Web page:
The classical scholars considered the Caliphate and ruling of such vital importance that they included this topic within their ‘aqīdah (creed) works. The Lebanese academic, Yusuf Ibish, states “there is hardly a book on uṣūl [beliefs] that does not contain, a long or short, discussion of it [the Imamate]”
“It is not permissible for Muslims to abandon working for Islam and the establishment of its state on the face of the earth, waiting for the appearance of the Mahdi and the descent of ‘Isa, peace be upon them both, feeling despair and imagining that is not possible before (they appear). This notion is false.” [Shaykh al-Albani]
Allah has commanded us to enjoin the good and forbid the evil, and this duty cannot be rendered without power and authority. Likewise, all other social duties such as jihād, maintaining peace and order, justice, organizing ḥajj and ‘īd festivals, redressing abuses, helping the oppressed, enforcing the ḥudūd, and so on, cannot be carried out without political power and authority.
The Prophet ﷺ worked with the Sahabah in his da‘wah with full political awareness and monitored the international situation and its impact on the Muslims. An example of this is how the Prophet ﷺ reacted to the conflict between two of the superpowers on the world stage at the time, Persia and Byzantium (i.e. al-Rūm, the Eastern Roman Empire). The Qur’an mentions the conflict between these two adversaries in Sūrah al-Rūm (the political significance of this Sūrah being named after a global superpower cannot be ignored)
"The scholars have agreed that it is not permissible for two caliphs to be appointed in the same time, irrespective of whether Dar al-Islam [the Abode of Islam] was widely spread or not."
Allah criticizes those who ignore His commandments which include every type of righteous good thing and prohibit every type of evil, but they refer instead to opinions, desires and customs that people themselves invented, all of which have no basis in His dīn. During the time of Jahiliyyah, the people used to abide by the misguidance and ignorance that they invented by sheer opinion and lusts. The Tatar (Mongols) abided by the law that they inherited from their king Genghis Khan who wrote Al-Yasiq for them. This book contains some rulings that were derived from various religions, such as Judaism, Christianity and Islam. Many of these rulings were derived from his own opinion and desires. Later on, these rulings became the followed law among his children, preferring them to the Law of the Book of Allah and the Sunnah of His Messenger ﷺ. Therefore, whoever does this, he is a disbeliever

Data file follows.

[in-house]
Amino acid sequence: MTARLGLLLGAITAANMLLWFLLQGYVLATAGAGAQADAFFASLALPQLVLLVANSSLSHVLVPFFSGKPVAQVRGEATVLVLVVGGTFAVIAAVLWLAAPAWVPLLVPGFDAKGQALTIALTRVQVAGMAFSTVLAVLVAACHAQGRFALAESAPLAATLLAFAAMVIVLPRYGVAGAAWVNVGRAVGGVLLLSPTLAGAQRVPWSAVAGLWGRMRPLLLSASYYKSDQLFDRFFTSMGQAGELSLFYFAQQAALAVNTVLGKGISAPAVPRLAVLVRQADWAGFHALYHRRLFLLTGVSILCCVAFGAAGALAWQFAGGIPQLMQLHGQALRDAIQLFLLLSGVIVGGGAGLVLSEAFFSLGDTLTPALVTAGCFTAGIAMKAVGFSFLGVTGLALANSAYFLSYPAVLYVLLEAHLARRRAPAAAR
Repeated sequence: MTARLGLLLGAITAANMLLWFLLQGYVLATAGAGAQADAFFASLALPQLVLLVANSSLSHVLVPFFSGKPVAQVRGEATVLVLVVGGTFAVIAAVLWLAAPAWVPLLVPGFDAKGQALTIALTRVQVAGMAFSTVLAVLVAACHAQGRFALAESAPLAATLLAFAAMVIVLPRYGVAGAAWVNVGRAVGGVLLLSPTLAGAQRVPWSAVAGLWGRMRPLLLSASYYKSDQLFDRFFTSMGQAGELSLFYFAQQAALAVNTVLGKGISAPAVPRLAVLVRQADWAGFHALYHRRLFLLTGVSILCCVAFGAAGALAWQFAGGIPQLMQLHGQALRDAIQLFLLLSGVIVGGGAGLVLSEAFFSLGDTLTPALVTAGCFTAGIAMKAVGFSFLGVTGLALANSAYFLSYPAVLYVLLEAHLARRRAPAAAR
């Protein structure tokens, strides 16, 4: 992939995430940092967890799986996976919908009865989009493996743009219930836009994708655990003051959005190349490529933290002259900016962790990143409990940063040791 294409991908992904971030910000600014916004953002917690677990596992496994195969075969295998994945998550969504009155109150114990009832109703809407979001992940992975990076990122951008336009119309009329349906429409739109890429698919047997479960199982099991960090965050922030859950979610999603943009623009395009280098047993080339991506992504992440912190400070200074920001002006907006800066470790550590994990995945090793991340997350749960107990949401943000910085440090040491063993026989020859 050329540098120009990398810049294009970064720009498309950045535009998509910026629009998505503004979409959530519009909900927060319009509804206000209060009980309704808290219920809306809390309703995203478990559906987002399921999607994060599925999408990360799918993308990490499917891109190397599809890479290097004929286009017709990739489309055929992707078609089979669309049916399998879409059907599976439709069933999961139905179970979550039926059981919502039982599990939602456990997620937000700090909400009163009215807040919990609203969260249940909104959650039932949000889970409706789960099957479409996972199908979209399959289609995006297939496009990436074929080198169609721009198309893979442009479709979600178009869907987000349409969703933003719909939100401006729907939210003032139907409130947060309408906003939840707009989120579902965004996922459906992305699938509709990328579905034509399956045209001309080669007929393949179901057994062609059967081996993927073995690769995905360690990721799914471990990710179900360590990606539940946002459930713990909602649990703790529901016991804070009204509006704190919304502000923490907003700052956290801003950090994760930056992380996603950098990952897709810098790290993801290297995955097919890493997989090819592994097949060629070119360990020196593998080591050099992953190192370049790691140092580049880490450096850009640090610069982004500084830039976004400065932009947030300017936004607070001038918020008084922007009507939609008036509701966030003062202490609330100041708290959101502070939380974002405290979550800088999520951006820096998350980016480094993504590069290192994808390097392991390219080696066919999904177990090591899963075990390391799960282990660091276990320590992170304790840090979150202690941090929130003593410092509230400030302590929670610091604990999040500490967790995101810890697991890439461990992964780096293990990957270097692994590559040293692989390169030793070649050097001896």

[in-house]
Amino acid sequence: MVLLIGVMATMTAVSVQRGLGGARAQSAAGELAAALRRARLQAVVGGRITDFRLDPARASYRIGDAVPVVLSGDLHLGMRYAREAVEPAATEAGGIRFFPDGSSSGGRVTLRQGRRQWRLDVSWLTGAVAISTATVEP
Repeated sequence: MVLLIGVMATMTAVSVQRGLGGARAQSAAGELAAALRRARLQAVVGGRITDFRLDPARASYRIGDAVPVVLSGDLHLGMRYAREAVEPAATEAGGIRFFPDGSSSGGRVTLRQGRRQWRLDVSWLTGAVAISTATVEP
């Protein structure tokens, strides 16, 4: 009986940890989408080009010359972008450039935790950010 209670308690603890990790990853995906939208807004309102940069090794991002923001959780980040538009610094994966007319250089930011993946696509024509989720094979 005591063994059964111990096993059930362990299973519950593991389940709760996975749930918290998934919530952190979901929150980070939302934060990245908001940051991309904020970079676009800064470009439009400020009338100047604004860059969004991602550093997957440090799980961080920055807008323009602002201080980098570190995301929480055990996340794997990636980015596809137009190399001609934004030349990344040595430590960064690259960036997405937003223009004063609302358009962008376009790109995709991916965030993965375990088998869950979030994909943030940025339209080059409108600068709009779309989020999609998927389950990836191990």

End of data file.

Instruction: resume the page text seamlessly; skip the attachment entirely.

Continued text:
One of the excuses for ignoring the emphatic Shari‘ah obligation of re-instituting the Caliphate is the claim that it is an impossible dream which cannot be realised. According to this argument, the Caliphate is deemed to be a Utopia which present-day Muslims cannot bring to fruition. This is despite the fact that the Caliphate previously existed for several centuries and succeeded in spreading Islam to many lands.
Our disunity as a Muslim Ummah is painfully apparent every Ramadan. We cannot agree on when to begin fasting and when to celebrate Eid. This reality is pointed out with glee by the enemies of Islam. Even countries which are neighbours announce the beginning and end of Ramadan on different days. It seems that when it comes to this issue (among a vast array of others), we are still suffering from the historical decisions of the colonial powers which divided our lands (as was the case with the secret Sykes-Picot agreement of 1916, which partitioned the Ottoman Caliphate).
Hudhayfah ibn al-Yaman said: ‘Islam is divided into eight parts. The prayer is one part, zakat is one part, fasting is one part, hajj is one part, ‘umrah is one part, jihad is one part, commanding what is known to be right is one part, and forbidding what is recognised as wrong is one part. Disappointed is he who has no part of Islam.’
Dr. Senturk stressed that the Prophet ﷺ offered a “global future vision”, and that, Inshā’ Allah, “this vision will be realised”. He commented that China, America, the Europeans and Russia all have a future vision, but the Muslim youth do not have an Islamic future vision which is needed to bring about change.